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Commission holds onto European Research Council

Smits promises no excessive control or micro-management

The European Research Council will remain under the wing of the European Commission in the next EU research funding programme, albeit with a simpler structure and a stronger role for the ERC president.

Under the Lisbon treaty, which entered into force in 2009, the EU is allowed to create more autonomous structures for bodies such as the ERC. But in a report released on 12 July, a task force in charge of reviewing ERC governance said it is “too early” to set up such a separate structure for the ERC outside the Commission. The possibility “is still untested and needs legislation around it”, said ERC president Helga Nowotny at a press briefing in Brussels on 12 July.

The task force’s recommendations are not welcomed by at least one scientists’ group. Euroscience, the Strasbourg-based network of European researchers, laments a missed opportunity to make the ERC fully independent. Peter Tindemans, a member of Euroscience’s governing board, told Research Europe: “There’s no real argument [in the report against full independence], apart from the fact that it’s something new. But that’s not true—it’s been done at the national level,” he said, referring to national research councils, which are independent of government.

Iain Mattaj, an ERC observer and researcher at EMBL, the European Molecular Biology Laboratory, in Heidelberg, Germany, praises the task force’s “genuine attempt” to remove unnecessary bureaucracy between the agency and the Commission. But he, too, sounds a critical note by saying that the ERC’s existing structure remains a “recipe for conflict if the wrong people get together”.

“There is nothing to worry about in the short-term, because the current incumbents, Helga Nowotny and Robert-Jan Smits, are really committed to the [ERC’s] idea. But it’s not the right structure for the ERC in the long-term; it needs to be single-headed and more independent from the Commission,” he says.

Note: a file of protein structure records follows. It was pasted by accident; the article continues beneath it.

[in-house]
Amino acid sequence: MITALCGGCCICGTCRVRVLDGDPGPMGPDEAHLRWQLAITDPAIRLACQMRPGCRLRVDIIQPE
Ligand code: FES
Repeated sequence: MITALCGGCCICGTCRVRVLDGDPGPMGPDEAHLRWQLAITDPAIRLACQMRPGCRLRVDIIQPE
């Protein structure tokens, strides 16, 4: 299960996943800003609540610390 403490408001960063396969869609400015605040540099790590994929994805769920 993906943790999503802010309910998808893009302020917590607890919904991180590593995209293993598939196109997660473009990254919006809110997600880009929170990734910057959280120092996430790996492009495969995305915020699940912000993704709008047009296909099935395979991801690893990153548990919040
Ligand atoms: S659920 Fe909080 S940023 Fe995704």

Defending the task force’s decision, Nowtny said that being under the Commission’s wing sheltered the ERC from annual budget negotiations, as the EU functions on a 7-year budget framework. “It’s an enormous advantage, a relief from lobbying and haggling,” she said.

Robert-Jan Smits, the Commission’s director-general for research, added at the briefing that the Commission would remain the ERC’s umbrella organisation, but would refrain from excessive control and “micro-management” of its activities.

The report proposes a simpler working relationship between the Commission, the ERC scientific council and the ERC executive agency. In particular, the Commission will delegate more scientific and administrative responsibilities to the ERC scientific council and to the executive agency.

The task force also recommends removing the post of secretary-general of the scientific council and instead delegating the ERC president to lead the council and be the public face of the ERC. The president would be based in Brussels and would devote 80 per cent of his or her time to the ERC; this is in contrast to the present arrangement in which Prof. Nowotny is hosted by her home institution, the Vienna Science and Technology Fund, in Austria and is receiving honorary payments for her participation in the plenary meetings of the Scientific Council, as well as some local administrative support covered by the ERC.

In addition, the task force suggests setting up a private foundation, to be called “Friends of the ERC”, that would be able to receive donations for the ERC. This money could be used more flexibly as it would not be governed by the Commission’s regulations. “My guess is that it is unlikely to ever be a major part of funding, but it is a potential attractive organisation for donations so it makes very good sense,” Mattaj comments.

The task force had 14 members, including Smits and Nowotny, and was set up in December 2010, after recruitment of a director-general for the ERC was abandoned. This post already planned to merge the existing roles of ERC secretary-general and director, as recommended by an external report in 2009 [RE 25/11/10, p4].